>> prevent over shifting into the spokes. It takes care.


> I'm puzzled.


> I have no problems with over shifting my 1998 Schwinn LeTour 7-speed
> Shimano, but I can't be accused of careful shifting.


> I went out to the garage just now and deftly turned the wrong limit
> screw, transforming my 7-speed into a 5-speed cluster that wouldn't
> shift outward to the smallest two rear sprockets.


Do you have a 9-speed derailleur. My SunTour derailleur's limit stop
screw misses the tab it is designed to engage by a large angle
(3-speeds worth) and serves no purpose. You have a different model
that apparently won't handle 9- or 10- speeds. I ran out of those
over time as derailleur sticks ripped them apart on forest trails.

> After re-adjusting my mistake, I turned the other limit screw and
> had no trouble eliminating my largest rear sprocket, turning it into
> a 6-speed, unable to pull the chain in far enough to grab 1st gear.


Well that's the limit that doesn't work for me and hasn't for a couple
of derailleurs now.

> Is your problem specific to Campagnolo, or have all derailleurs
> changed in the last few years?


My indexed lever is attuned to Sun Tour and works well with it except
for the inner stop.

Jobst Brandt
 
D

dvt

Guest
[email protected] wrote:
> Carl Fogel writes:


>>> With a 6-speed cluster, todays derailleurs cannot be adjusted to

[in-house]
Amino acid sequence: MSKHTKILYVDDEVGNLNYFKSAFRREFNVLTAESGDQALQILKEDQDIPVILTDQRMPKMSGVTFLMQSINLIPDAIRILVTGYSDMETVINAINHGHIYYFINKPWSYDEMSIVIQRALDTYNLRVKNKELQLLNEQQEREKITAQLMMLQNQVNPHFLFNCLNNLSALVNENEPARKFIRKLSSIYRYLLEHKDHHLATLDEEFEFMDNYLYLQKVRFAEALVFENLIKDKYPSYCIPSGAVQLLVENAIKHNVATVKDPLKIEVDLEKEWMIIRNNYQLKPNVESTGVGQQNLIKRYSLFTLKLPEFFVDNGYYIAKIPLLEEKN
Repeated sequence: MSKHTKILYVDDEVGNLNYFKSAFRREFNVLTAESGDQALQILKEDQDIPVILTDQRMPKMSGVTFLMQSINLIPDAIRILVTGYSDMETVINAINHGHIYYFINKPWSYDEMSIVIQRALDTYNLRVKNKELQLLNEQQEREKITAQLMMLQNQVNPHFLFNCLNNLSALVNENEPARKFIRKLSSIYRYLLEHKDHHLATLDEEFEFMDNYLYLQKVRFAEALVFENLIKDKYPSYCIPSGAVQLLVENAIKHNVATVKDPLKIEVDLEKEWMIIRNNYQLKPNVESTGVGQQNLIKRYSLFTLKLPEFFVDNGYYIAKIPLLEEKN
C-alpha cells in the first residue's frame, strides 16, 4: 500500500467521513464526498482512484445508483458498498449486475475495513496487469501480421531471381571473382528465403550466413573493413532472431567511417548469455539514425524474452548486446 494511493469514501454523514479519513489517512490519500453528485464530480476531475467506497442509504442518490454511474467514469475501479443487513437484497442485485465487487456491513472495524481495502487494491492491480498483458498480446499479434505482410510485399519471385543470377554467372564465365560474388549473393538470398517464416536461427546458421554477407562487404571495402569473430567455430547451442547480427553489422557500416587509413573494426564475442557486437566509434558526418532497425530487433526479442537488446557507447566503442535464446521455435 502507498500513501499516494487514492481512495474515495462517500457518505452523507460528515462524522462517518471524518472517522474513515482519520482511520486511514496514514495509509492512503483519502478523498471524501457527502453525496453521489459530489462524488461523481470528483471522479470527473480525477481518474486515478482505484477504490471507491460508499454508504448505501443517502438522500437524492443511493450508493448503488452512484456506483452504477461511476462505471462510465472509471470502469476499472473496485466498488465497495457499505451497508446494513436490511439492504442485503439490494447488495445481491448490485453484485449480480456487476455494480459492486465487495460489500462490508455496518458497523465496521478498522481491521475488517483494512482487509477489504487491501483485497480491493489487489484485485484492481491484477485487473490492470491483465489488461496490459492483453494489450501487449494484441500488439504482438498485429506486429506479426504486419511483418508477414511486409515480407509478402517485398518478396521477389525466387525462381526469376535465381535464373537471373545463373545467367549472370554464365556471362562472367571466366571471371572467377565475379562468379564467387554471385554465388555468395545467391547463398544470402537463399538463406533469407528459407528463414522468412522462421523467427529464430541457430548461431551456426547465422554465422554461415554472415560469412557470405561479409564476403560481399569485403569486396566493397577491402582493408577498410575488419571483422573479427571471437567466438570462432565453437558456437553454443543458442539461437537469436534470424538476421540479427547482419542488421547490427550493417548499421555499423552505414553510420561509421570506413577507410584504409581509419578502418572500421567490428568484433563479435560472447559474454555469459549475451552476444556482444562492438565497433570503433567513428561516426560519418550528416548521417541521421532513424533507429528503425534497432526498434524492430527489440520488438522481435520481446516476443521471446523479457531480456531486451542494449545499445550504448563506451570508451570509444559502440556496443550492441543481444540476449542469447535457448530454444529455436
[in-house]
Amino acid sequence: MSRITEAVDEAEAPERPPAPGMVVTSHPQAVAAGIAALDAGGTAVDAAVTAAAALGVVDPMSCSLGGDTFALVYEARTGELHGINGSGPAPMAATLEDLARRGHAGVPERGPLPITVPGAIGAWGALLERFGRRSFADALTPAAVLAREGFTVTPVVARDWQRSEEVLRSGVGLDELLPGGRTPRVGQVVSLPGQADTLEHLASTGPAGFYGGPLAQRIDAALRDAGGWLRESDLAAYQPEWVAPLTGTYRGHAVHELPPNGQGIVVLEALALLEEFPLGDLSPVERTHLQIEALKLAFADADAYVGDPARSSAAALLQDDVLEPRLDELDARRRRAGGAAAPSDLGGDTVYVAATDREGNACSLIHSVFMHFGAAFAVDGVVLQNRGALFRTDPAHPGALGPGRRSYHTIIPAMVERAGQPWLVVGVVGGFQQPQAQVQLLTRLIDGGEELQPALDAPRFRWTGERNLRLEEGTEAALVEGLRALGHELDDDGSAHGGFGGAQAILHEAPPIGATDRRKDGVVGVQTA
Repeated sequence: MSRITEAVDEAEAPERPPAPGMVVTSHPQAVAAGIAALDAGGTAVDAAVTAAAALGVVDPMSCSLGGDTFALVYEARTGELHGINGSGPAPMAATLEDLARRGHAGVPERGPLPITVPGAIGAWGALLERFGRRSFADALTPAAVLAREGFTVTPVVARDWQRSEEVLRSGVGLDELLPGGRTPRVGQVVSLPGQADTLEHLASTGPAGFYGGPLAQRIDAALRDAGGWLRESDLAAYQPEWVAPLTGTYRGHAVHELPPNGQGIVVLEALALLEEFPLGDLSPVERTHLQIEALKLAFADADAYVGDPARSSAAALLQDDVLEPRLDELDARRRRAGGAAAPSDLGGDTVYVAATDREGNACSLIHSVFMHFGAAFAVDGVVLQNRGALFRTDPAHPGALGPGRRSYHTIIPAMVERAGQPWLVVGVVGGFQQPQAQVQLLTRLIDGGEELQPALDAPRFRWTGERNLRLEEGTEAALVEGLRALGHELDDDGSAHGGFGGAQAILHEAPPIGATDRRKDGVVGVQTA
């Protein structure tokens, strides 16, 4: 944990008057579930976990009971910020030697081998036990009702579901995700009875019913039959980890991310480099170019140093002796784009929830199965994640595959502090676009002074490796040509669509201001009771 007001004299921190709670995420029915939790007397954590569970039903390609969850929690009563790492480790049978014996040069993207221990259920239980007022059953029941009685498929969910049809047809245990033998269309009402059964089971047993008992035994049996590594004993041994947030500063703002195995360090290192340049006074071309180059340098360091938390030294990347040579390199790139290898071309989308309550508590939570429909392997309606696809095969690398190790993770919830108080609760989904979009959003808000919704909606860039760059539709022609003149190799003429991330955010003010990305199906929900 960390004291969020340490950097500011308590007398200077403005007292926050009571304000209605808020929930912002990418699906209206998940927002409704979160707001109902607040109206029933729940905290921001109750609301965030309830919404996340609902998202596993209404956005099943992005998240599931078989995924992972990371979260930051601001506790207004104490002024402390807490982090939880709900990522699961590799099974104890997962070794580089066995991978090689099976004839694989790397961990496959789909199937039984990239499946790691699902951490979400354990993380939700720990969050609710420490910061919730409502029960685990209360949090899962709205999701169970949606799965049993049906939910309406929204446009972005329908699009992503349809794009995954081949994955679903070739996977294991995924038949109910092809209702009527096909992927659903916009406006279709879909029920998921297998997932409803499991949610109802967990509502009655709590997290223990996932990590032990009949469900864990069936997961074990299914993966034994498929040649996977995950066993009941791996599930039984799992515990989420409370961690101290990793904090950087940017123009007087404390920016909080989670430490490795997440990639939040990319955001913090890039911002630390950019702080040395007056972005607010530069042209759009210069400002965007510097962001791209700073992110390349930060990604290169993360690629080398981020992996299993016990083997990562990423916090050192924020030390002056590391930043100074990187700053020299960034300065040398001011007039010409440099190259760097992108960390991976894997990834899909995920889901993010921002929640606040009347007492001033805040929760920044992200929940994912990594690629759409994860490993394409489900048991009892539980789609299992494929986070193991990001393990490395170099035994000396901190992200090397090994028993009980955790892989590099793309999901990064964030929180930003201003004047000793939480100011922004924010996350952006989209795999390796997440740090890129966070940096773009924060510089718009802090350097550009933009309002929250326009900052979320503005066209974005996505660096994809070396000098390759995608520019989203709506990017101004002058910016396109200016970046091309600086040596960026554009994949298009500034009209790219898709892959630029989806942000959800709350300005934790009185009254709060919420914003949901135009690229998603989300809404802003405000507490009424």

>>> prevent over shifting into the spokes. It takes care.


>> I'm puzzled.


> Do you have a 9-speed derailleur. My SunTour derailleur's limit stop
> screw misses the tab it is designed to engage by a large angle
> (3-speeds worth) and serves no purpose.


How about replacing the limit screw with a longer one?

--
Dave
dvt at psu dot edu

Everyone confesses that exertion which brings out all the powers of body
and mind is the best thing for us; but most people do all they can to
get rid of it, and as a general rule nobody does much more than
circumstances drive them to do. -Harriet Beecher Stowe, abolitionist and
novelist (1811-1896)
 
someone writes:

>>>> With a 6-speed cluster, todays derailleurs cannot be adjusted to
>>>> prevent over shifting into the spokes. It takes care.


>>> I'm puzzled.


>> Do you have a 9-speed derailleur. My SunTour derailleur's limit
>> stop screw misses the tab it is designed to engage by a large angle
>> (3-speeds worth) and serves no purpose.


> How about replacing the limit screw with a longer one?


I see you don't have a clear picture of the problem. The parts of the
derailleur parallelogram move in an arc. When the sweep of those
elements is 3- or 4-speeds from the designed limit, the screw points
into empty space rather than at the limit stop it is designed to